Last year’s tennis season seemed fairly standard. Rafael Nadal won the French Open, Roger Federer won Wimbledon. Novak Djokovic and Andy Murray, the game's two best hard-court players, bookended the Grand Slam year with titles on the hard stuff. Djokovic, the world No. 1, won the year-ending finals tournament.
On the surface—and on their favourite surfaces—this was all very predictable. In fact, Murray winning his first title was probably the most noteworthy event; the other results had become second nature to the players and casual sports fans alike.
Yet it may have masked a more pronounced shift.
The current "fab four" have been proclaimed as the Mount Rushmore in a golden age in men’s tennis—and deservedly so. Of the seven men to have ever completed the career Grand Slam, two are competing against each other right now. Many also expect Djokovic to join that pantheon of greats at some point, which would mean three of the eight most well-rounded players of all time have all tussled against each other simultaneously.
And that doesn’t even take into consideration what Murray, getting better every year, could go on to achieve.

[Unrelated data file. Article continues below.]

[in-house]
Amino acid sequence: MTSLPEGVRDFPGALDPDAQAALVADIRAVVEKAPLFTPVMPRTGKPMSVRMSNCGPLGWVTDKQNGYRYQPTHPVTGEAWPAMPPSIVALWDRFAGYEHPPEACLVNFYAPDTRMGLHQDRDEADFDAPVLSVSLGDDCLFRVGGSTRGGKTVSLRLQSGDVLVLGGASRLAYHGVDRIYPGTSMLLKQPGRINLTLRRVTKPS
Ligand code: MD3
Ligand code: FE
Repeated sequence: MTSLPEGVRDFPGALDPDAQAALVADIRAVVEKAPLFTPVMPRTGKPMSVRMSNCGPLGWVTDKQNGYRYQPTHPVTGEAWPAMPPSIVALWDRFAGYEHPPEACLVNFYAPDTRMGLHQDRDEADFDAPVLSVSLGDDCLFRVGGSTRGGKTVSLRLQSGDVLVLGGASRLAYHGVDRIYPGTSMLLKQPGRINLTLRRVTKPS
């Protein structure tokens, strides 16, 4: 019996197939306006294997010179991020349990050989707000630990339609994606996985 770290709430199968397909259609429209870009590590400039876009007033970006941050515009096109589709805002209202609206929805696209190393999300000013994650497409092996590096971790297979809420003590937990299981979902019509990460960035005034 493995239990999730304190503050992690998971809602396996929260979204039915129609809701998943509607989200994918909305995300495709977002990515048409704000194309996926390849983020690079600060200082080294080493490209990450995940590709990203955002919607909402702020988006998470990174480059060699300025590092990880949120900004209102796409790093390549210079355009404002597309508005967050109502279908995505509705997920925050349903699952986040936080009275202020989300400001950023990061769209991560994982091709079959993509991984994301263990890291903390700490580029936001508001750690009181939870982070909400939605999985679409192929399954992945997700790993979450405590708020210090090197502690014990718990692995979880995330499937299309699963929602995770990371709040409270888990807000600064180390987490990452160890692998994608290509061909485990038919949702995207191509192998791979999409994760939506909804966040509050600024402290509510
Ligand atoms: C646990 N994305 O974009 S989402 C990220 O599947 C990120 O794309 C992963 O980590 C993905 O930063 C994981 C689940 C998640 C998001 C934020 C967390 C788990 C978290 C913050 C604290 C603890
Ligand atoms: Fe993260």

However, literally speaking, two of these men are no longer competing in the current Grand Slam with the paint on the baseline barely dry. Although these defeats are aberrational, they point to a deeper trend.
Nadal hasn’t won a Slam outside of Roland Garros since the 2010 U.S. Open, and Federer hasn’t won away from Wimbledon since the Australian Open of the same year.
The fact is that of this fab four, the two members of the career Grand Slam club are the least competitive of the group.
While Nadal clung on to the French Open earlier this year, he struggled early in the tournament and was pushed harder ever before in the final by Djokovic. Furthermore, no one can say with any degree of certainty that Nadal will even be in France to defend his title, such has become the brittleness of his body.
Federer, meanwhile, was thrown out of his second home today, losing on his favourite court in the tournament he’s dominated for the past decade. He’s a yard slower, another year removed from his peak and a year closer to retirement.
This Wimbledon has been unique due to its shock factor. The short term shock this tournament has provided will give way, however, to more lasting ramifications. Nadal is already out of the fab four in ranking terms and Federer is right behind him.
The golden era and age of the fab four may be over. And for the two icons who provided us with some of the most unforgettable sporting theatre of all time (both individually and against one another), bigger challenges now lie ahead.
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